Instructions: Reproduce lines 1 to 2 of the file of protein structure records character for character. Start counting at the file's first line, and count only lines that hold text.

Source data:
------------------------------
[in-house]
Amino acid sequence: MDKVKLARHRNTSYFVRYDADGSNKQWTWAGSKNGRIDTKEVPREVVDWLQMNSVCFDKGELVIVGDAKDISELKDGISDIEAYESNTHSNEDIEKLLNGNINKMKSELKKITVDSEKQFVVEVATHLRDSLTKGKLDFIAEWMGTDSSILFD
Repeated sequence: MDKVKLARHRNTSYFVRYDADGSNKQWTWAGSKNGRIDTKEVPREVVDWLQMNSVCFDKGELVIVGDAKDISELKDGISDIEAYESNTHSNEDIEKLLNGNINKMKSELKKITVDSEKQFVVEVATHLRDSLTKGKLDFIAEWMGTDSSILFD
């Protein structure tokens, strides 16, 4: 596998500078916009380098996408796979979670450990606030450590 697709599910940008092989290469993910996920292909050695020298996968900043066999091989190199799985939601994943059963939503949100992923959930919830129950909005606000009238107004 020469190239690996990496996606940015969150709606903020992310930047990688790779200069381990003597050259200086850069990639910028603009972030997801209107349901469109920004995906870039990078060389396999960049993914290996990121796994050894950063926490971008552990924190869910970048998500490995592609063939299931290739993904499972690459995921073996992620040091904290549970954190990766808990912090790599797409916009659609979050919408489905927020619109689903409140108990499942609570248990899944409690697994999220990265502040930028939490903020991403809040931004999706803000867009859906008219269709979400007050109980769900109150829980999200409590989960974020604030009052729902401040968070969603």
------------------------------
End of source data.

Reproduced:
[in-house]
Amino acid sequence: MDKVKLARHRNTSYFVRYDADGSNKQWTWAGSKNGRIDTKEVPREVVDWLQMNSVCFDKGELVIVGDAKDISELKDGISDIEAYESNTHSNEDIEKLLNGNINKMKSELKKITVDSEKQFVVEVATHLRDSLTKGKLDFIAEWMGTDSSILFD